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The New Ghostbusters Vol. 5 Review: The Allegedly New Ghostbusters

What an idea!  A brand new Ghostbusters team made up of recurring characters in the highly regarded series—oh, and did I mention three out of the four are women?  That’s right.  Janine, the trusty receptionist, Kylie, the brainy manager of Ray’s bookstore, Melanie, a hard as nails federal agent, and Ron, a techy lawbreaking wannabe ghostbuster, team up to bust some ghosts. This bold turn in the Ghostbusters universe, which started running serially in February of 2013 and will be released in a single volume containing the first four issues at the end of July, appears to not just be more of the same.  There’s no question about it, The New Ghostbusters Vol. 5 is as funny as it is action packed, and it’s pretty damn funny.  But after reading it, I can’t help but feel a little bit deceived. SPOILERS TO FOLLOW!

This isn’t the first Ghostbusters rod-eh-o for the creative team.  Erik Burnham, writer, and Dan Schoening, artist, have been covering the paranormal exploits of Egon, Ray, Peter, and Winston since 2011 with a variety of titles and runs.  And they don’t appear to be slowing down yet with the release of The New Ghostbusters.  As someone who used to watch the cartoon growing up, I can’t help but notice that Schoening’s illustrations are a step in much more caricatured, cartoon-ish direction.  It’s different, and it works.  The art is complimented quite well by Luis Antonio Delgado’s bright color work.  The result is very striking; the ghosts practically glow right on the page, just as they’re supposed to.


And although the team is new, those trusty elusive ghosts are the same as they’ve always been, and so too are their public relations reps.  Plenty of good laughs are woven into the story in classic ghostbusters fashion, from that messy gooey ghost residue that always seems to make its way onto one or many members of the team, to ridiculous public appearances that favor image over practicality.  In so many classic ways, The New Ghostbusters is a great success.  Unfortunately, it falls short of serving up what the title promises: something new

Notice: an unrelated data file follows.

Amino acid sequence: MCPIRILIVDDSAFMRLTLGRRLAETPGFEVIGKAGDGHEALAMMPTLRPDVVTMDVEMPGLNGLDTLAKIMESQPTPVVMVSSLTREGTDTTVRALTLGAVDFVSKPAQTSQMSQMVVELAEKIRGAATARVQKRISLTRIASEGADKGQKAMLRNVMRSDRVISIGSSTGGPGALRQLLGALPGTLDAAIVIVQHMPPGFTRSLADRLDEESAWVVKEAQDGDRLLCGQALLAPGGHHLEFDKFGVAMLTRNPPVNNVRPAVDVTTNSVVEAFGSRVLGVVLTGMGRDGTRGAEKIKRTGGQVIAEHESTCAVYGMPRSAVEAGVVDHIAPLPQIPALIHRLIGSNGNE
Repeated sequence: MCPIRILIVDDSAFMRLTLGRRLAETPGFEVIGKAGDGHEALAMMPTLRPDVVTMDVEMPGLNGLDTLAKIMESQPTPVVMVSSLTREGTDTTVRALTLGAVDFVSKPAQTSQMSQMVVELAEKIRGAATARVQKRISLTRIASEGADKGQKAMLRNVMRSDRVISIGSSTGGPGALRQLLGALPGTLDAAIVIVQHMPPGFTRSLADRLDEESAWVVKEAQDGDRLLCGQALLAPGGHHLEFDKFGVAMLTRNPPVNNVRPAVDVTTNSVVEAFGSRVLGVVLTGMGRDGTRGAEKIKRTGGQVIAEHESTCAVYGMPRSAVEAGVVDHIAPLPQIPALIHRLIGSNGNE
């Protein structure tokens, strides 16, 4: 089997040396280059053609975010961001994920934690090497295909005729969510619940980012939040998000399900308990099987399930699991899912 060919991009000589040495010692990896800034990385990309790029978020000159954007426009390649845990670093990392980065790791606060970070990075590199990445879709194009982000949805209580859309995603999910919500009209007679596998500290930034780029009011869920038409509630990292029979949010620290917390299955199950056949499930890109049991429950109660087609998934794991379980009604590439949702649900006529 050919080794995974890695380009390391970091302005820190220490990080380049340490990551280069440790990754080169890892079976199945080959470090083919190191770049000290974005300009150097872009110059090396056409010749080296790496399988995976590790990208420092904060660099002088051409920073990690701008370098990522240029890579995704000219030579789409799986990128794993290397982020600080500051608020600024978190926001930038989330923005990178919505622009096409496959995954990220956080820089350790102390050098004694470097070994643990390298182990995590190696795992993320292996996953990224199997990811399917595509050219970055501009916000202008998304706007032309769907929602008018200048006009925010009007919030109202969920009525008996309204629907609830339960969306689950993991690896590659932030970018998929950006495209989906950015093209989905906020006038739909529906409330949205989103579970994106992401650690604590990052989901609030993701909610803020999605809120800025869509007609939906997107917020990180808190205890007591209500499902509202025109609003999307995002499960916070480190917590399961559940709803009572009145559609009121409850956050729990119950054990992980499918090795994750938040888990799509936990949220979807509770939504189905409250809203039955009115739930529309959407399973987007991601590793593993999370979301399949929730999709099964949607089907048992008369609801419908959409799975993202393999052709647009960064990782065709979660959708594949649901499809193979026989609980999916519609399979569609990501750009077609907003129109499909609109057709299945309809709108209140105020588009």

This “fresh” take on a classic series wasn’t quite as fresh as it leads us to believe.  Yes, in the sense that a new group of four are, for a time, busting ghosts and making a mess of New York City in the process, it certainly lives up to its title.  It’s all smoke and mirrors though.  The “real” Ghostbusters, we are told, disappear.  I mean they’d have to, right?  It would be hard to accept their replacements if they didn’t.  Spoiler: they didn’t.  Peter, Ray, Egon, and Winston get snatched up and caught between dimensions, and we are right there with them and their larger than life personalities all along the way. 


The kicker to all this?  The boys save themselves.  That’s right.  Despite the fact that the number one priority of the New Ghostbusters is to locate the not-to-be-found originals, the ‘reals’ manage to bust themselves out.  We only get to watch Janine and the gang trap a few ghosts.  In fact, a potentially engrossing story thread—Janine’s encounter with her ghostly Viking ancestor, who warns her of an impending attack from Grendel, which also happens to be a test of bravery passed down in her bloodline (cool right?) is met with a grossly anti-climactic end.  Janine fails her test because she called Kylie for advice (it was intended for her only).  Then, the Viking returns to confront her about it, furious.  Suddenly, as if to show us how little this plot point matters, he explodes, covering Times Square in slimly ghost residue.  When the smoke clears, the Real Ghostbusters are standing right where the Viking was.  In returning from in-between dimensions all by themselves, they literally obliterated the most interesting thing to happen to the “new Ghostbusters” yet—goodbye cool story, goodbye new Ghostbusters, we hardly knew ye.  



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